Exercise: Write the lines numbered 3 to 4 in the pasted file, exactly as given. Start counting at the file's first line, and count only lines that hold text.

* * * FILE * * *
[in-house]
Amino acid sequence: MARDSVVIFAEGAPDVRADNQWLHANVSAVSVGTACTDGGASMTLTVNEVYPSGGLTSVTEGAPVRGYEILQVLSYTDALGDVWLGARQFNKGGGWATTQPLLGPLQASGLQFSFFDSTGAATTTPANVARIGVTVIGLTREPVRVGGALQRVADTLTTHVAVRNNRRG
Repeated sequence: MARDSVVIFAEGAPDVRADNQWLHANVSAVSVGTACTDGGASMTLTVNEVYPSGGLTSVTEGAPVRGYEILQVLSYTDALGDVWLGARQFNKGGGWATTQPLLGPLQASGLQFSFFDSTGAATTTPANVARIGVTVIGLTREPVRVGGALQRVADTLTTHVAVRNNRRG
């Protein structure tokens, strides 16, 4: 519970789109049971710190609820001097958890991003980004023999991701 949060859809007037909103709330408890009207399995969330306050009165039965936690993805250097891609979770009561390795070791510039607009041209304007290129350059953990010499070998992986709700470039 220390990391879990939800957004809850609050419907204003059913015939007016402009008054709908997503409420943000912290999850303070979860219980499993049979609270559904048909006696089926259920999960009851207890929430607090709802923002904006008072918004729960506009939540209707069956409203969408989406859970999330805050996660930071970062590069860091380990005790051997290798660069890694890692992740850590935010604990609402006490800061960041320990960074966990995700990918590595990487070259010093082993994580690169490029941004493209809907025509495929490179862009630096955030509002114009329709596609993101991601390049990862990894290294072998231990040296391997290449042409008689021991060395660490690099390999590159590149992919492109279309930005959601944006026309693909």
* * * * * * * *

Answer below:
Repeated sequence: MARDSVVIFAEGAPDVRADNQWLHANVSAVSVGTACTDGGASMTLTVNEVYPSGGLTSVTEGAPVRGYEILQVLSYTDALGDVWLGARQFNKGGGWATTQPLLGPLQASGLQFSFFDSTGAATTTPANVARIGVTVIGLTREPVRVGGALQRVADTLTTHVAVRNNRRG
């Protein structure tokens, strides 16, 4: 519970789109049971710190609820001097958890991003980004023999991701 949060859809007037909103709330408890009207399995969330306050009165039965936690993805250097891609979770009561390795070791510039607009041209304007290129350059953990010499070998992986709700470039 220390990391879990939800957004809850609050419907204003059913015939007016402009008054709908997503409420943000912290999850303070979860219980499993049979609270559904048909006696089926259920999960009851207890929430607090709802923002904006008072918004729960506009939540209707069956409203969408989406859970999330805050996660930071970062590069860091380990005790051997290798660069890694890692992740850590935010604990609402006490800061960041320990960074966990995700990918590595990487070259010093082993994580690169490029941004493209809907025509495929490179862009630096955030509002114009329709596609993101991601390049990862990894290294072998231990040296391997290449042409008689021991060395660490690099390999590159590149992919492109279309930005959601944006026309693909």